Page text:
Photodynamic Disinfection (PDD) is the Antimicrobial application of PDT (aPDT)

The key features of aPDT can be summarized as follows [1]:

  • Broad spectrum of action, since one photosensitizer can act on bacteria, fungi, yeasts and parasitic protozoa
  • Efficacy independent of the resistance pattern of the given microbe
  • Extensive reduction of pathogen counts in minutes, without damaging host cells
  • No selection of resistant strains after multiple treatments
  • Readily available, non-toxic photosensitizers
  • Relatively low-cost light sources for activation of the photosensitizing agent
  • No cytotoxic effects on key sensitive host cells such as human keratinocytes or fibroblasts

The treatment of topical infections has traditionally relied upon antibiotics in either topical or systemic dosage forms. However, the inexorable increase in antibiotic resistance (including to vancomycin and other glycopeptides) has led to the spectre of potentially untreatable infections, and this in turn has led to the development of alternative antimicrobial approaches based on light-activated chemotherapy 2, 3. Photodynamic Disinfection (called antimicrobial PDT by the scientific community) is an extension to traditional photodynamic therapy (PDT) which was originally focused on oncotherapy and intra-ocular indications, utilizing systemically-administered photosensitizers.

The antimicrobial PDT (aPDT) approach utilizes topically-applied sensitizers, avoiding systemic phototoxicity, and targets microbial biofilms with high specificity and efficacy.  Biofilms are formed when colonizing microbes encapsulate themselves against host surfaces in an exopolymeric matrix composed of secreted polysaccharides, proteins, and nucleic acids. Close proximity of one cell to another permits information exchange through quorum sensing and plasmid DNA transfer, with resulting survival advantages conferred across the entire colony. Biofilms are much more difficult to eradicate by conventional means (i.e. antibiotics or debridement) than planktonic microbial colonies, because of the strong tissue adherence and physical exclusion of antimicrobial substances in the biofilm form.

Sensitizers used for aPDT photodisinfection are generally low-molecular-weight, cationic, hydrophilic stains capable of rapidly penetrating dense microbial biofilms while only minimally affecting human tissue.  Once activated by light of the appropriate wavelength, these agents efficiently produce singlet oxygen and other oxidative radicals with high quantum yield, resulting in potent, broad-spectrum antimicrobial activity.  The nanosecond lifetime of singlet oxygen in biological media limits the diffusion of the killing radicals and thereby further localizes the cidal effect, as does the limited penetration and scattering of the activation light in human tissue. Localized alterations in cytokine flux, host-derived inflammatory mediators and bacterial virulence factors are derived from the oxidative cascade and contribute to significant anti-inflammatory effects.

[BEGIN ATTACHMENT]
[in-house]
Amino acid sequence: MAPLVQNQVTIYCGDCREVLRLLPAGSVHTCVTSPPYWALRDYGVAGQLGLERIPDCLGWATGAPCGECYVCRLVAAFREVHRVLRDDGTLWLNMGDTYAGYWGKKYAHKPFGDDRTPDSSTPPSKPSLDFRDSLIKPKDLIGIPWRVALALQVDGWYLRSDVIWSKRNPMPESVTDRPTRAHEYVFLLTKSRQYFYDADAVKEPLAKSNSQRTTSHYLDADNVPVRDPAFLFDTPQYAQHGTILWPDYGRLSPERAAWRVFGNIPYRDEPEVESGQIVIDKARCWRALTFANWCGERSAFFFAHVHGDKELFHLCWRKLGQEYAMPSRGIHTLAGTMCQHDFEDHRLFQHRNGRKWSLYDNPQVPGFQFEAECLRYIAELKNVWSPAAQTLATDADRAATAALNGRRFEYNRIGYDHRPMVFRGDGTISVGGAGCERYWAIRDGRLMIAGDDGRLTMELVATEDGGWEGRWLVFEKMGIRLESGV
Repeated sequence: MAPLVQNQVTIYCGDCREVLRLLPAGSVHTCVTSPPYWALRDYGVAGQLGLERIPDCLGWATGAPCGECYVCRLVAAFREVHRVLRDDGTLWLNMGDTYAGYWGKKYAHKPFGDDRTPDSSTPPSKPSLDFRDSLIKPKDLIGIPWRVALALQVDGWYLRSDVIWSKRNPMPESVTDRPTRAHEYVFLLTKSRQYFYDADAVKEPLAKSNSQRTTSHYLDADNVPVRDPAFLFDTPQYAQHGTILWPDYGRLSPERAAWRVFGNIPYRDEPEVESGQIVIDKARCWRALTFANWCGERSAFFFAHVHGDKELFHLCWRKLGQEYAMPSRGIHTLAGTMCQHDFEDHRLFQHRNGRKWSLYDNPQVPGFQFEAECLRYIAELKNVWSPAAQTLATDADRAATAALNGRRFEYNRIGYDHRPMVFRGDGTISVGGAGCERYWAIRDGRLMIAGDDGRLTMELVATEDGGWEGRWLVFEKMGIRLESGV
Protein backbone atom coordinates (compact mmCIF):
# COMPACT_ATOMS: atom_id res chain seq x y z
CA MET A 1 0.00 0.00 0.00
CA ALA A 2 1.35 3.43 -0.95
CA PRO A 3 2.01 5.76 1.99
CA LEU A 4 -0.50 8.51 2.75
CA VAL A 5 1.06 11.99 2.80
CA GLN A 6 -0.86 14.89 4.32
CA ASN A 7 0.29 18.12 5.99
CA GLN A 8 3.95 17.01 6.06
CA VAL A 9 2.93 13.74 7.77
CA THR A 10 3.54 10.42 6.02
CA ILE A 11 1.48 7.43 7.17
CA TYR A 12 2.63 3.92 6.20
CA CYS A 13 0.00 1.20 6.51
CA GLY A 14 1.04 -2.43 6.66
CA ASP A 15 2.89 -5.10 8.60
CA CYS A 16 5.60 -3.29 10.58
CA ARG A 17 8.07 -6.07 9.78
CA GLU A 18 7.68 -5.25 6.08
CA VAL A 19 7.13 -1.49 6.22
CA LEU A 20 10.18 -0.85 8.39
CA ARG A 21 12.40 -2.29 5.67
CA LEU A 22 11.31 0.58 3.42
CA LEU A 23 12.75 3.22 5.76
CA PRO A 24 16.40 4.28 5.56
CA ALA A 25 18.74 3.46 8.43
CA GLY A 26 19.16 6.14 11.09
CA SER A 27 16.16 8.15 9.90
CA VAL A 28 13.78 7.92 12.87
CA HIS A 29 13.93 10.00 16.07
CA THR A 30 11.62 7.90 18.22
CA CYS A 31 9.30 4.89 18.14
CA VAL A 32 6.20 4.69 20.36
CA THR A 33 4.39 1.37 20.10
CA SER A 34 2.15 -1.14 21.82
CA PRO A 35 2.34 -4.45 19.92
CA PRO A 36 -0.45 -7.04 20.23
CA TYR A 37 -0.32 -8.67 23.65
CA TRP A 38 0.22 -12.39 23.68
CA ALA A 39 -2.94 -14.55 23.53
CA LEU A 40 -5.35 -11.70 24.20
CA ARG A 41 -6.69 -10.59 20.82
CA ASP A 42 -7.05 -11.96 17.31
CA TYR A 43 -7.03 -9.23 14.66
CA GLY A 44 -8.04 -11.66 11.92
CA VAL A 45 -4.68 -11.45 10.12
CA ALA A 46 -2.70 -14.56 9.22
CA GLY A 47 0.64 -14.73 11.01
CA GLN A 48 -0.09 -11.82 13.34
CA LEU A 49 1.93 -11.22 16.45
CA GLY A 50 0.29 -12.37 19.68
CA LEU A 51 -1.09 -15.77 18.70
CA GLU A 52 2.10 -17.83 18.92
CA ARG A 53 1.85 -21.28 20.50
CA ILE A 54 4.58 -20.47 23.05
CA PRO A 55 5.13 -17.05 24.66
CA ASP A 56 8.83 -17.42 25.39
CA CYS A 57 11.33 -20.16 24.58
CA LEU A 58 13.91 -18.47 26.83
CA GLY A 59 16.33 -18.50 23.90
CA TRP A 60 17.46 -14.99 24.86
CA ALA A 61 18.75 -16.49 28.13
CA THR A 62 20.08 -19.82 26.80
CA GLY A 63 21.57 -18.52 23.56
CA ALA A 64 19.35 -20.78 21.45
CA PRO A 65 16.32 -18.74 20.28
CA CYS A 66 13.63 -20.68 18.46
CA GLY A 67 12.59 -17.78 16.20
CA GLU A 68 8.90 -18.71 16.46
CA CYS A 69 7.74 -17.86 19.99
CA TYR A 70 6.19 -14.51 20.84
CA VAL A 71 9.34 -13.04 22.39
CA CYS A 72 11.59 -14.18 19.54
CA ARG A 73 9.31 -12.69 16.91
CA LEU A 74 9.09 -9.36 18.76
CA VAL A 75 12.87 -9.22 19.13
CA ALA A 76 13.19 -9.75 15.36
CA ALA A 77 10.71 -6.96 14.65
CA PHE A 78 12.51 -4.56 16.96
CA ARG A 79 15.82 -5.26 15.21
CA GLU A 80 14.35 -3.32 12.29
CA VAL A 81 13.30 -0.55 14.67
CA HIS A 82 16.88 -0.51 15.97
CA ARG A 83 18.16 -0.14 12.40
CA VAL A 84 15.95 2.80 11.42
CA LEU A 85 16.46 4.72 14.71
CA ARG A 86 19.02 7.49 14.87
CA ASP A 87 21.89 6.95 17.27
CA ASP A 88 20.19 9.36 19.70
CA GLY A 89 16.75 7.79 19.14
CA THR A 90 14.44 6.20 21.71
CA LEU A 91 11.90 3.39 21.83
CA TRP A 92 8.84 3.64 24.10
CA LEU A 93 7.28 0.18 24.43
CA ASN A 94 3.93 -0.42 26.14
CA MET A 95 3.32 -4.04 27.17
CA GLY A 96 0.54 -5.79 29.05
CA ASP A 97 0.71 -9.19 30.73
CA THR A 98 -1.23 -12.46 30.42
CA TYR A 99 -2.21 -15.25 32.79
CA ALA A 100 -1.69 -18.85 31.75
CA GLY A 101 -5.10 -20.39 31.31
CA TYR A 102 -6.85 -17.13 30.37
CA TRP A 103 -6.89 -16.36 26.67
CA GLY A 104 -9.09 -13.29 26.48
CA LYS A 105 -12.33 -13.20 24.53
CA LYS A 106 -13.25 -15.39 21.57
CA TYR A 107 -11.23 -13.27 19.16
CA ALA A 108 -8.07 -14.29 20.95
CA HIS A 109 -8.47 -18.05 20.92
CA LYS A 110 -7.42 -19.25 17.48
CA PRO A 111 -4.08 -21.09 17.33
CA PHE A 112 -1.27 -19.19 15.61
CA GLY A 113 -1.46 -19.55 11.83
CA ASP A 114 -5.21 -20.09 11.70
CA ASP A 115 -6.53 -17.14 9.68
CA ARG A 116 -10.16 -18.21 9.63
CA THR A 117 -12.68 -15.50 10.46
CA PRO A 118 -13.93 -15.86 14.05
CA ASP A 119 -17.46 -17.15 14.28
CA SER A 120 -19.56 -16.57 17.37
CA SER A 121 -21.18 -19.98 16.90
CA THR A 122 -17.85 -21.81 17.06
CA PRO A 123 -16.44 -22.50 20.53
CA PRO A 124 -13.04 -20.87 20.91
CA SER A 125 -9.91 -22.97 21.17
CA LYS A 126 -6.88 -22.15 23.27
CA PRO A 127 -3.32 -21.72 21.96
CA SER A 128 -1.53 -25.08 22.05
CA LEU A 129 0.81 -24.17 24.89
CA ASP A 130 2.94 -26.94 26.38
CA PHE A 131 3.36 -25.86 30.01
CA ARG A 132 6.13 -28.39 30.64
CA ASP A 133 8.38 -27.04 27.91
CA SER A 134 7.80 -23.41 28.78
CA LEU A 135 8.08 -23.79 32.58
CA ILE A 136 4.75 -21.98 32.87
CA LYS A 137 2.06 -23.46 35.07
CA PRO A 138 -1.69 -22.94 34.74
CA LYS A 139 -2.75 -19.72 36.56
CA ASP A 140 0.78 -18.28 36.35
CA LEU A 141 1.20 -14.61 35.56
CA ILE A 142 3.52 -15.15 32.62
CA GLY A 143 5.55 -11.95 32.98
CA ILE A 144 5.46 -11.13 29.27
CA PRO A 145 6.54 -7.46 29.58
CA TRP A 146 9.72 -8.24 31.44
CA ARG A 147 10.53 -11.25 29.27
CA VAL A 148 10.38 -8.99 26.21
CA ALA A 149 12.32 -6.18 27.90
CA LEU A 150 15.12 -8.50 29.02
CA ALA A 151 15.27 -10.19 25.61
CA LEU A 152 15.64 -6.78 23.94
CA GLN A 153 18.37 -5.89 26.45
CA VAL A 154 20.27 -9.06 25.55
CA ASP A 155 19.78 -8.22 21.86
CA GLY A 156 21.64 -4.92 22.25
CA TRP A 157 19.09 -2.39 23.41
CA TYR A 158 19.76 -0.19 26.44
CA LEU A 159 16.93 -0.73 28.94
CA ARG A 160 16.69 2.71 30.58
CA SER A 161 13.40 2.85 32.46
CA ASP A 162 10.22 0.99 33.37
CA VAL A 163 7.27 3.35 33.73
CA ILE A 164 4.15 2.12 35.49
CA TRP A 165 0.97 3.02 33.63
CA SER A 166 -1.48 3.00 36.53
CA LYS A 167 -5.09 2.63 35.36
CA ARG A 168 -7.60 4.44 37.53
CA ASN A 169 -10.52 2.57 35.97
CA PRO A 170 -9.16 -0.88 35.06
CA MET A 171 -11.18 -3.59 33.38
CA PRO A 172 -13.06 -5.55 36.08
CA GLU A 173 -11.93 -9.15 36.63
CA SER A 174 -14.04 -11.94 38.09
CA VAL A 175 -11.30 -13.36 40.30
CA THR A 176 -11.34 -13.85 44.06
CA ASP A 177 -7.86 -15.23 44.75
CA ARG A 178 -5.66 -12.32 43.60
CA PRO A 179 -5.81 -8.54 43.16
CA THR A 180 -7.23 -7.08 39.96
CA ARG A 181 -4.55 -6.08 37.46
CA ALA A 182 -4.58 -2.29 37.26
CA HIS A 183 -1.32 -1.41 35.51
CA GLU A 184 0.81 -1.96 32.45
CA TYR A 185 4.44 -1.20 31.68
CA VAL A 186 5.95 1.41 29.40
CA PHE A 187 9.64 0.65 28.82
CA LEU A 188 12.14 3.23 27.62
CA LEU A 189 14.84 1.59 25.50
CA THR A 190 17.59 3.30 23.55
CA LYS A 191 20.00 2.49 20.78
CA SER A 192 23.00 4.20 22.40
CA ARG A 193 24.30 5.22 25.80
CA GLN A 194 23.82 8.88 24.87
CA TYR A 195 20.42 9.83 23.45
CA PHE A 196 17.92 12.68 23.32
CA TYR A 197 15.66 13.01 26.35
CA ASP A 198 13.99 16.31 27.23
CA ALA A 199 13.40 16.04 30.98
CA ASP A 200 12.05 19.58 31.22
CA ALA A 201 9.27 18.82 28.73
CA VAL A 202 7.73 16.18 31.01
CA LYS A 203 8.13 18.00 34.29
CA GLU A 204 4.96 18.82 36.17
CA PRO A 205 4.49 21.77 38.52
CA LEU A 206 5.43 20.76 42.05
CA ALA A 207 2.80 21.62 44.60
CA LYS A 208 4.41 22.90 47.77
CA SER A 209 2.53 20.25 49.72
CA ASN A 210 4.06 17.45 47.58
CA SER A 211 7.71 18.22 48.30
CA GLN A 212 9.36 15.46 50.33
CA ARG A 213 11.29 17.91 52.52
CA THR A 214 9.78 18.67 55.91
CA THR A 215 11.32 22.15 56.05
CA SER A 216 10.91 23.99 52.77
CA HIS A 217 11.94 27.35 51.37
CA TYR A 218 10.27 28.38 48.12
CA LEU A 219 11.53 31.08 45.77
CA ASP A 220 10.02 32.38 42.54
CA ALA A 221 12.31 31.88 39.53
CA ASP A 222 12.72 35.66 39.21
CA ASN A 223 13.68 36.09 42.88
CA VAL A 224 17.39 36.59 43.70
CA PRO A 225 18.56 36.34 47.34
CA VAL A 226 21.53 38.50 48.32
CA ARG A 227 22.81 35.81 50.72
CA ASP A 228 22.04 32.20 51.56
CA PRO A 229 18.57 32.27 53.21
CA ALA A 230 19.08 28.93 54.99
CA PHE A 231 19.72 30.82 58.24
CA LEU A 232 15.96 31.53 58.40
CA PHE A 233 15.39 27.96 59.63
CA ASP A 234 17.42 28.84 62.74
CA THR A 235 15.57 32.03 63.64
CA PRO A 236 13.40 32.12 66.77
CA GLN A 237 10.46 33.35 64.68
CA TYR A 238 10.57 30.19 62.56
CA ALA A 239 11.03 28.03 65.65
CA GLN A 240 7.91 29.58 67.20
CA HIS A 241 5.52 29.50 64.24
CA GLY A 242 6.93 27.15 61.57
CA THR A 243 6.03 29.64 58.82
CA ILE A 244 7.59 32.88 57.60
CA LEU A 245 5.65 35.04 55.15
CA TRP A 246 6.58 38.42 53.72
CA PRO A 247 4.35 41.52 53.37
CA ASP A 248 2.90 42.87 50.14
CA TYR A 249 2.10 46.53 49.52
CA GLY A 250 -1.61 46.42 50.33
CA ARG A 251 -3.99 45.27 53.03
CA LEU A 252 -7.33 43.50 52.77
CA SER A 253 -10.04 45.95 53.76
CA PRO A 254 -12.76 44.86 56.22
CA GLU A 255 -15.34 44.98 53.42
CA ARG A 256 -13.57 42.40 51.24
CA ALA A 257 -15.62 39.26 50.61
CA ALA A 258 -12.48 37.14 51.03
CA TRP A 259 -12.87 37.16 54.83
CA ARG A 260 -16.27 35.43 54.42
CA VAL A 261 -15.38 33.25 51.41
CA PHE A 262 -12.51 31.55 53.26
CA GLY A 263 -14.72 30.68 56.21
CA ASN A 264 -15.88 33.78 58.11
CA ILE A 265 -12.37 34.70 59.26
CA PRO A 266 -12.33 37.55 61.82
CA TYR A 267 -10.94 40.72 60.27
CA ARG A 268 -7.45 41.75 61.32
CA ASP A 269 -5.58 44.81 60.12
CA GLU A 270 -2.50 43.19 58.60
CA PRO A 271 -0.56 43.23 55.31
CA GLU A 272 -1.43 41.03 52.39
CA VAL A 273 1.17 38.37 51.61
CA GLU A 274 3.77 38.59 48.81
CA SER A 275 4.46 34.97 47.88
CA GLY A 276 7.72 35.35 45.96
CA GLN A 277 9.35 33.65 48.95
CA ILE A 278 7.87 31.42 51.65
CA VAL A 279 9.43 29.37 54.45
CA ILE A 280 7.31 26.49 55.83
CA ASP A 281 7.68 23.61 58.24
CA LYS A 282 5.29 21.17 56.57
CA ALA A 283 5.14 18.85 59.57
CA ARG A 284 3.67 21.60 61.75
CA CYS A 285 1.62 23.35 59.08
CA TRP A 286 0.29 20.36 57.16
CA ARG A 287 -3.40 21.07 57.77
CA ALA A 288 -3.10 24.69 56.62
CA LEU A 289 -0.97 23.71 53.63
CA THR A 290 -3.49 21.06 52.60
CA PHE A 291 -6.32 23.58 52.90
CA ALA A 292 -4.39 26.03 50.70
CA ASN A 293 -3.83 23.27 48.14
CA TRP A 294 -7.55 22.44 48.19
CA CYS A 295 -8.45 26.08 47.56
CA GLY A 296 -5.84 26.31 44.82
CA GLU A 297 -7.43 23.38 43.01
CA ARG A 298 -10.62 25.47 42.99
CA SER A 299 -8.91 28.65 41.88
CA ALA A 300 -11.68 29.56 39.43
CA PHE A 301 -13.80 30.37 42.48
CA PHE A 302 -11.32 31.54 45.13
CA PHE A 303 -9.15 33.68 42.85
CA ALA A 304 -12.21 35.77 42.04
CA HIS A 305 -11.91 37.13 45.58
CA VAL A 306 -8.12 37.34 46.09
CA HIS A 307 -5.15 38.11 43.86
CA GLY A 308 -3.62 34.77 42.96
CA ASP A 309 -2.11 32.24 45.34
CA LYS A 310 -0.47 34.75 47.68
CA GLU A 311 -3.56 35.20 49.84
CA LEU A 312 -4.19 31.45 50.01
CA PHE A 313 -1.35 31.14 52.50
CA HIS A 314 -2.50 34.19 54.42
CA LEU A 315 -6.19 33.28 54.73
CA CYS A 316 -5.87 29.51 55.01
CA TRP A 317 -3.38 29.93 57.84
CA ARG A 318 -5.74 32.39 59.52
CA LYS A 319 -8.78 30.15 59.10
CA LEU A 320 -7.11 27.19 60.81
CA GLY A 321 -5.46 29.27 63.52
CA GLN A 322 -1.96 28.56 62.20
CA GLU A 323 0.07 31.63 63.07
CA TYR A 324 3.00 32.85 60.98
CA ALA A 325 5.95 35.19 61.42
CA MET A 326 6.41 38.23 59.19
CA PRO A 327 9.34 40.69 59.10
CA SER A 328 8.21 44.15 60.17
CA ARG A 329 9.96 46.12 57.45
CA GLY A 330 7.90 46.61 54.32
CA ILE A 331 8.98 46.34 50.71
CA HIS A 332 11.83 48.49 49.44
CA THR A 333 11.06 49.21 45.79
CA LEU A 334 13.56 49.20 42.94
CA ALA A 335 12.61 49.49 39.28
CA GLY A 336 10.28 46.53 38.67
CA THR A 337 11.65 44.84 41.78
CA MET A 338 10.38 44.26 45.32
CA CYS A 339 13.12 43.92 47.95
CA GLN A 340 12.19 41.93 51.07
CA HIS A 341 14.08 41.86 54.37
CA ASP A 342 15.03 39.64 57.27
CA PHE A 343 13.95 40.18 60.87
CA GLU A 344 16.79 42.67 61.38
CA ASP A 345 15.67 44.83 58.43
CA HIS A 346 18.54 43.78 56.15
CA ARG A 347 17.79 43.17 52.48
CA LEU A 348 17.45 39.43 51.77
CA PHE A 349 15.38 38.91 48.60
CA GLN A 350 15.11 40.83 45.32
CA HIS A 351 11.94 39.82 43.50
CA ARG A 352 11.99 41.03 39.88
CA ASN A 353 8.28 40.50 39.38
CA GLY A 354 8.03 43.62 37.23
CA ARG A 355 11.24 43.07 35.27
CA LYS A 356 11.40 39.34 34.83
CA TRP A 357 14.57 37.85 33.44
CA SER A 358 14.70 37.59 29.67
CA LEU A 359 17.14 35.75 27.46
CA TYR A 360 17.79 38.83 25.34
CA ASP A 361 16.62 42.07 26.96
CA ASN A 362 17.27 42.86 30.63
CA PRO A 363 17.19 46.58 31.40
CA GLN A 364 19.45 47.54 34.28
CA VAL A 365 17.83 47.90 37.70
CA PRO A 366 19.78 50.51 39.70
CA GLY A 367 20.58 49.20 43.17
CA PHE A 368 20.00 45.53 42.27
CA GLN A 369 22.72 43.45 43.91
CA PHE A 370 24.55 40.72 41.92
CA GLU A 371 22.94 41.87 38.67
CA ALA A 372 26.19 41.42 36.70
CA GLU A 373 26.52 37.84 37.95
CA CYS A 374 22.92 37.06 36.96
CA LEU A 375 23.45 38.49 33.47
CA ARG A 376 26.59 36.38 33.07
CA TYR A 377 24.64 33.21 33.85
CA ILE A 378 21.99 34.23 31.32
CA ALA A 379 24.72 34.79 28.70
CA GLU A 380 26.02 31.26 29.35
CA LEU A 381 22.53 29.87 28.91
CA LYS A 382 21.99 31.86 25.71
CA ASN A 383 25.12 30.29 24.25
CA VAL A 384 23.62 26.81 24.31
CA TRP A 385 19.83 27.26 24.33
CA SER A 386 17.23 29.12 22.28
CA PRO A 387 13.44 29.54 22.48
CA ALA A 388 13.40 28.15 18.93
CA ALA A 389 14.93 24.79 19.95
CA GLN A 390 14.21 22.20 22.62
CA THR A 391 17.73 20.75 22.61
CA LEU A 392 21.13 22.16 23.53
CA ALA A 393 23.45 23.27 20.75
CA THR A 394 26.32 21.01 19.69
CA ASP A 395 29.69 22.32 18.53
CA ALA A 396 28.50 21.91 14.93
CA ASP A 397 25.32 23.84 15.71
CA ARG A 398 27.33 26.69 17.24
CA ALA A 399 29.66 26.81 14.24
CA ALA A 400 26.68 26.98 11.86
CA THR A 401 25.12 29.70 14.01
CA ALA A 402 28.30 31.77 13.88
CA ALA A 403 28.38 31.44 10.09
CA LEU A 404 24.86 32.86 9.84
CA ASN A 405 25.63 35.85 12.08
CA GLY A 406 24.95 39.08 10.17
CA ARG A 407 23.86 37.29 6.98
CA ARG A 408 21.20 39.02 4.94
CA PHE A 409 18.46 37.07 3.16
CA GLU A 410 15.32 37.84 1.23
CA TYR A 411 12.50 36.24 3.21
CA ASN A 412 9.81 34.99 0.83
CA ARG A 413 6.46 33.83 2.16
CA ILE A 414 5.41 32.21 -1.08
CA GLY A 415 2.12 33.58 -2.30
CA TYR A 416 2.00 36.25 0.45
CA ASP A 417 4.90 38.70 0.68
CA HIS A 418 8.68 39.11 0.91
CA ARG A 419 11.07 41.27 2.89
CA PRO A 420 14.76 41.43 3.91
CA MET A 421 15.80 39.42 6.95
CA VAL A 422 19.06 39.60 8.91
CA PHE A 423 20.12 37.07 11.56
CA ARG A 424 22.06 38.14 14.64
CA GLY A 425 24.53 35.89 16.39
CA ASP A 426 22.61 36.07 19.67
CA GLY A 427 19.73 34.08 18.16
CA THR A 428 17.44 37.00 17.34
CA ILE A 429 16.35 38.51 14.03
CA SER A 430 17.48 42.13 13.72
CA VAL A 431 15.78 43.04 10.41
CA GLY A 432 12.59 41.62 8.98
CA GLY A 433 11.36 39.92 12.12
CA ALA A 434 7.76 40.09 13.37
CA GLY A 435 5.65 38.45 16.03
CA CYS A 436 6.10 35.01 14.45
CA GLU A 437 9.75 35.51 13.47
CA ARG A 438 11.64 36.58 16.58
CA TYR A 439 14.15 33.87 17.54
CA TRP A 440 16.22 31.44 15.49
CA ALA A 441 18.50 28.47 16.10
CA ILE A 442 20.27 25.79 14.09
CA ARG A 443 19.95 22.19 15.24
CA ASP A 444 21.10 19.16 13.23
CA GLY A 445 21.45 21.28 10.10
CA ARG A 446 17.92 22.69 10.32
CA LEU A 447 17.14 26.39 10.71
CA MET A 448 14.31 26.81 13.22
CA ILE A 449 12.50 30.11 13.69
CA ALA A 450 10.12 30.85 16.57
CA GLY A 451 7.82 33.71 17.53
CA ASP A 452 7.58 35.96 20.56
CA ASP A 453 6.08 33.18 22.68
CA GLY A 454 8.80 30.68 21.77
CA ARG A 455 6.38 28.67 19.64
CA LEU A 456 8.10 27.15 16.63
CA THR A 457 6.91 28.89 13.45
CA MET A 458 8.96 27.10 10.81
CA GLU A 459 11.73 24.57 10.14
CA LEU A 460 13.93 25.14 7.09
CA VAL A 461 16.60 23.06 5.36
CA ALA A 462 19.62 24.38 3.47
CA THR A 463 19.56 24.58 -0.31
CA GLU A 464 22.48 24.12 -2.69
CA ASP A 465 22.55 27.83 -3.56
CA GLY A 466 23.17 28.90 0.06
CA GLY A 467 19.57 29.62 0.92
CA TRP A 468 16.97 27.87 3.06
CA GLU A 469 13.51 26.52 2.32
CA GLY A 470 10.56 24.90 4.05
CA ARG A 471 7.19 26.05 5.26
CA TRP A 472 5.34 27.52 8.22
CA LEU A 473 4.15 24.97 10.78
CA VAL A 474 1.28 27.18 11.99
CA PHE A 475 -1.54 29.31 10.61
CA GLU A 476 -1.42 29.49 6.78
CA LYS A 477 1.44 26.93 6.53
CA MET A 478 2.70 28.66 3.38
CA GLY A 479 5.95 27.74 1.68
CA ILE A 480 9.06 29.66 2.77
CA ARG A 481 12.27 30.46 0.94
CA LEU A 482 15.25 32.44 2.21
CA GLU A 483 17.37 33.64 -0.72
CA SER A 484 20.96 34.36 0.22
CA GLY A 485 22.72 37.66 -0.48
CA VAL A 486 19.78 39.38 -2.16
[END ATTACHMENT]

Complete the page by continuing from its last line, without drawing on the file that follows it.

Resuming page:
Development of this technology over the past decade has been rapid, with product introductions based on various different photosensitizers in dermatology, oral medicine, immunological disorders, hospital-acquired infections, viral therapy, and other areas 1,3,4.

  1. Tardivo, J.P., et al., Methylene blue in photodynamic therapy: From basic mechanisms toclinical applications.  Photodiagnosis Photodyn Ther, 2005. 2: 175-191.
  2. Wainwright, M., Photodynamic antimicrobial chemotherapy (PACT). J Antimicrob Chemother, 1998. 42(1): p. 13-28.
  3. Dai, T. et al., Photodynamic therapy for localized infections – state of the art. Photodiagnosis Photodyn Ther. 2009. 6(3-4): 170–188.
  4. Hamblin, M.R. and T. Hasan, Photodynamic therapy: a new antimicrobial approach to infectious disease? Photochem Photobiol Sci, 2004. 3(5): p. 436-50.
  5. Andersen, R., et al., Treatment of periodontal disease by photodisinfection compared to scaling and root planing. J Clin Dent, 2007. 18(2): 34-8.
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2 Responses to “Photodynamic Disinfection (PDD) is the Antimicrobial application of PDT (aPDT)”

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